Editor’s Note: Technology stands between some seniors and COVID-19 vaccine

Editor’s Note is a weekly column by News Director Josh Durso. It’s published weekly as part of the Sunday Insight newsletter. Want to become a subscriber? Click here.


There’s something really disheartening happening right now across the United States. It has to do with our senior population and COVID-19 vaccine rollout. Seniors 65-and-older are eligible for the vaccine in New York, as part of Phase 1B. Last week, Gov. Andrew Cuomo announced that the state would align its guidance with recommendations from the Centers for Disease Control and Prevention. Despite a number of warning signs over the last three weeks that vaccine availability would not come close to matching demand — there was a false sense of hope that at least the most-vulnerable populations would see vaccination sooner-than-later.

Over the last week stories have been making their way around social media, and even direct testimonials shared with our reporters. Stories about those who are part of 1B not being able to get vaccinated until March or April, or being stymied as technology stands between them and appointments.

The Associated Press featured a story about an 83-year-old who lives alone in Colorado Springs. He doesn’t have the internet, and that has made it more difficult for him to make an appointment to get vaccinated. All told, Howard Jones, had to spend three to four hours per day on the phone trying to sign-up for an appointment, and after a week he was successful. “It has been hell,” Jones told the AP. “I’m 83 and to not have the use of a computer is just terrible.”




He’s right. There isn’t really a good excuse for it, either. Throughout the rollout of the COVID-19 vaccine we’ve heard a mixed bag of reports. First that dosages were going unused, or that the rollout was just happening too slowly — even among health care workers. Then in light of those issues and mounting public pressure, the field of eligibility was expanded.

All of that happened in a matter of one week. This week, we saw frustrated seniors take to social media to voice their concerns with the process. To make matters worse, local health departments had to spend a lionshare of their week swatting away phone calls as vaccine doses trickled in.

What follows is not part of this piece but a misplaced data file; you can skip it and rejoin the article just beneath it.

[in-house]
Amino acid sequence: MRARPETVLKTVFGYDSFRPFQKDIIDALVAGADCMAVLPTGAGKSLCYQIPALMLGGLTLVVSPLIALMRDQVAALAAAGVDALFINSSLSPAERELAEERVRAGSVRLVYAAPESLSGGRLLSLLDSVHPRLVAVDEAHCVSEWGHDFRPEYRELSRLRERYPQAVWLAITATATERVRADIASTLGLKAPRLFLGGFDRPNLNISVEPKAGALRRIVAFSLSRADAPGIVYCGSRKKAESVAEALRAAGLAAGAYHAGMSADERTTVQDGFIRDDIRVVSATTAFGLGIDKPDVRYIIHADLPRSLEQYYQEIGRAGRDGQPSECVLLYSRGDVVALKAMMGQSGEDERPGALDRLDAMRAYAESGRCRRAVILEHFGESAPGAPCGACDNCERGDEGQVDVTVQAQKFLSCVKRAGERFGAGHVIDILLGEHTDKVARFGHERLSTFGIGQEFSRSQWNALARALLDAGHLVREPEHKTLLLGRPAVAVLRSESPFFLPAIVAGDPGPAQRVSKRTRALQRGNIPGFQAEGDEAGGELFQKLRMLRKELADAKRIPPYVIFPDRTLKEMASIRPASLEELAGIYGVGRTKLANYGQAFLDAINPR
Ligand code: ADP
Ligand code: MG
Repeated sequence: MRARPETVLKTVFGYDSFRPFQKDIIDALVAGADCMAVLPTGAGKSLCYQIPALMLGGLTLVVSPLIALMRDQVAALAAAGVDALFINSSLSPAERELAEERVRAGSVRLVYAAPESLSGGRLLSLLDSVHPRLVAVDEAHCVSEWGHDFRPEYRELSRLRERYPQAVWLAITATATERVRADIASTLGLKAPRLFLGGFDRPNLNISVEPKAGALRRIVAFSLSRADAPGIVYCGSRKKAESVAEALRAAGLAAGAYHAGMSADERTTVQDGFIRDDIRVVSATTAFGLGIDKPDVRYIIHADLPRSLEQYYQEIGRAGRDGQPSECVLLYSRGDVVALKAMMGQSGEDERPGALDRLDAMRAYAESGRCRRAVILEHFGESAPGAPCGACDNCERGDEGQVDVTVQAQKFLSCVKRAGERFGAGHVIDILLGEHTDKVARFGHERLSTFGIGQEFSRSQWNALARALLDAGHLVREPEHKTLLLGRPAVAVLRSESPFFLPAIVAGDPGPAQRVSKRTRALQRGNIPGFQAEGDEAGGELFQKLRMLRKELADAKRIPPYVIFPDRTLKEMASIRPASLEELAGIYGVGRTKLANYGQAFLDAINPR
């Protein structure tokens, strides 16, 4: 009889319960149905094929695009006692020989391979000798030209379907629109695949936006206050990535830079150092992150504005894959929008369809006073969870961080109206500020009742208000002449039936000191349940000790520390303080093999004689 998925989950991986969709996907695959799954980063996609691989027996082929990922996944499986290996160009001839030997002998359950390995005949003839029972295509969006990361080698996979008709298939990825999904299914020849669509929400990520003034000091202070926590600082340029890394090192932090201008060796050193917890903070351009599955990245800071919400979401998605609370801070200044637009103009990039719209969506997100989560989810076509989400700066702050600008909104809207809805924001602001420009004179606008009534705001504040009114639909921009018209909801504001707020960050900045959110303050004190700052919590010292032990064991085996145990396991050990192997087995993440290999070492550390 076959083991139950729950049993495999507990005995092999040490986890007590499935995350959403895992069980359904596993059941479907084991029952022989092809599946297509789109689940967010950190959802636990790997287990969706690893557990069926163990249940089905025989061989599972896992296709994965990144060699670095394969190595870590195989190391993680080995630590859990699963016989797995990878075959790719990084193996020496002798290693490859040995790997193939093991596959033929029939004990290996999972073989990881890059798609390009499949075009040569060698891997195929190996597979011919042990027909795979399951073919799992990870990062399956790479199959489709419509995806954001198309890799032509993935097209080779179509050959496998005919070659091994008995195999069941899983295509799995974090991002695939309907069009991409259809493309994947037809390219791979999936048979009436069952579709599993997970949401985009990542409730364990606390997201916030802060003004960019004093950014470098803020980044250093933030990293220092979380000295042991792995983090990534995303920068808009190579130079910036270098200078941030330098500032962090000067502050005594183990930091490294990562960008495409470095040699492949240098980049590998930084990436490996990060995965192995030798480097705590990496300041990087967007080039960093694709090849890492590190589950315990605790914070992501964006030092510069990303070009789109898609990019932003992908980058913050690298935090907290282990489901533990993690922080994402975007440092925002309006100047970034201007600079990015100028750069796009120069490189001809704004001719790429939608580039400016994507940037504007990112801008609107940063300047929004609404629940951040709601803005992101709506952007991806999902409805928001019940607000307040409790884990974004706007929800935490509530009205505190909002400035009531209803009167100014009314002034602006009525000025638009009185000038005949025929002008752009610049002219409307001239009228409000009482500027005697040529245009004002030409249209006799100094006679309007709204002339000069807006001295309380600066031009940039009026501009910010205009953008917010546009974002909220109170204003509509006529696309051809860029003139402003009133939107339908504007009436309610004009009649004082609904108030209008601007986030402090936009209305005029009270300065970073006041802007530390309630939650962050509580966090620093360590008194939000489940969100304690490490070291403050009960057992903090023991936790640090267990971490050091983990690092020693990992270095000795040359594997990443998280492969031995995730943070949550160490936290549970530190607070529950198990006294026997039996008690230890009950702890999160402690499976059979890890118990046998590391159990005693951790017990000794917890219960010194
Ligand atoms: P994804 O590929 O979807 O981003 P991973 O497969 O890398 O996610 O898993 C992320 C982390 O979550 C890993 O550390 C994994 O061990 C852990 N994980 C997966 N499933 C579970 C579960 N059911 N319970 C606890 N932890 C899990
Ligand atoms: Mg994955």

The regional task force was clear: There aren’t enough doses of the COVID-19 vaccine to go around right now. That means people of all ages will simply have to be patient. 

But we are starting to see a pattern that could be viewed by some as a series of unkept promises. What do I mean? Is testing as rigorous or widely available as originally promised if you have to wait days to get an appointment, or if it costs hundreds of dollars to receive one? Is vaccine distribution truly equitable, if the state has a good plan, but supply cannot keep up? These are the questions that fuel doubt and leave the issue of intent up to debate. 

Back to our seniors, though. There are some safeguards in place to ensure our seniors get the vaccination. Whether that be primary care physicians, drug stores, or health departments stepping up to be the conduit between this population and the vaccine — it will need to be performed almost flawlessly. We cannot have seniors struggling with online sign-up forms, or waiting around for hours on the phone. And the evidence right now suggests that many seniors are hanging by the moment, waiting to find out when they can get the vaccine — even though they hear state officials say over-and-over that they are eligible.

Here’s where I’ll leave this column, though: We need to keep getting better everyday. And we need to believe that those leading the region, state, and federal government will continue getting better. For our part, we all need to be a little more patient — and lend a hand where we can. Let’s hope the problem that was reported on by the Associated Press, and stories like it that we’ve seen circulated on social media become a thing of pandemic history. And let’s be patient, even when it’s very difficult to do so. 


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